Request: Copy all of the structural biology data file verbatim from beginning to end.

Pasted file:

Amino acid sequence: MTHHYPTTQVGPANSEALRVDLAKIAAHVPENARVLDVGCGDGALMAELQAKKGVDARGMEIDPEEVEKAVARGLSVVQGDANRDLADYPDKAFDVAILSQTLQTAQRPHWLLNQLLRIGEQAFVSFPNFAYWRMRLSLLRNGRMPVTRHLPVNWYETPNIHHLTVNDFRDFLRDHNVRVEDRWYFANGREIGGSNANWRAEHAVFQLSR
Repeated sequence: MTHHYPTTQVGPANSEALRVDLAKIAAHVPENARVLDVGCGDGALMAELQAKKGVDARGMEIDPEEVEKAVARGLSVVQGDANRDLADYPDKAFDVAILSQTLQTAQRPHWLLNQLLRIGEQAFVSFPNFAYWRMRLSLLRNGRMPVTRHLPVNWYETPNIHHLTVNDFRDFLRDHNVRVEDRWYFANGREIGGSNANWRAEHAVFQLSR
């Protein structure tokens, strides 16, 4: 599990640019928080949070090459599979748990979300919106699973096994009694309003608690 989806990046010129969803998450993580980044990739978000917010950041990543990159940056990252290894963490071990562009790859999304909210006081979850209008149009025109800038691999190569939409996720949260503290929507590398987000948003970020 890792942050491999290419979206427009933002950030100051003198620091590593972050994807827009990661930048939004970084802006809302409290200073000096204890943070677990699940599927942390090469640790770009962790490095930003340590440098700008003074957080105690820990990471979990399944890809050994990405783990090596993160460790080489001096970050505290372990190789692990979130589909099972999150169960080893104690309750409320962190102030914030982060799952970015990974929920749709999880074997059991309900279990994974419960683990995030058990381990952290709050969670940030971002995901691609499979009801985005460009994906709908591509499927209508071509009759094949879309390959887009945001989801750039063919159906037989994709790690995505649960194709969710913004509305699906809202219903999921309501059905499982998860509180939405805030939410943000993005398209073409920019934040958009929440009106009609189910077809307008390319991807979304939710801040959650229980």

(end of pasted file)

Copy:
Amino acid sequence: MTHHYPTTQVGPANSEALRVDLAKIAAHVPENARVLDVGCGDGALMAELQAKKGVDARGMEIDPEEVEKAVARGLSVVQGDANRDLADYPDKAFDVAILSQTLQTAQRPHWLLNQLLRIGEQAFVSFPNFAYWRMRLSLLRNGRMPVTRHLPVNWYETPNIHHLTVNDFRDFLRDHNVRVEDRWYFANGREIGGSNANWRAEHAVFQLSR
Repeated sequence: MTHHYPTTQVGPANSEALRVDLAKIAAHVPENARVLDVGCGDGALMAELQAKKGVDARGMEIDPEEVEKAVARGLSVVQGDANRDLADYPDKAFDVAILSQTLQTAQRPHWLLNQLLRIGEQAFVSFPNFAYWRMRLSLLRNGRMPVTRHLPVNWYETPNIHHLTVNDFRDFLRDHNVRVEDRWYFANGREIGGSNANWRAEHAVFQLSR
């Protein structure tokens, strides 16, 4: 599990640019928080949070090459599979748990979300919106699973096994009694309003608690 989806990046010129969803998450993580980044990739978000917010950041990543990159940056990252290894963490071990562009790859999304909210006081979850209008149009025109800038691999190569939409996720949260503290929507590398987000948003970020 890792942050491999290419979206427009933002950030100051003198620091590593972050994807827009990661930048939004970084802006809302409290200073000096204890943070677990699940599927942390090469640790770009962790490095930003340590440098700008003074957080105690820990990471979990399944890809050994990405783990090596993160460790080489001096970050505290372990190789692990979130589909099972999150169960080893104690309750409320962190102030914030982060799952970015990974929920749709999880074997059991309900279990994974419960683990995030058990381990952290709050969670940030971002995901691609499979009801985005460009994906709908591509499927209508071509009759094949879309390959887009945001989801750039063919159906037989994709790690995505649960194709969710913004509305699906809202219903999921309501059905499982998860509180939405805030939410943000993005398209073409920019934040958009929440009106009609189910077809307008390319991807979304939710801040959650229980």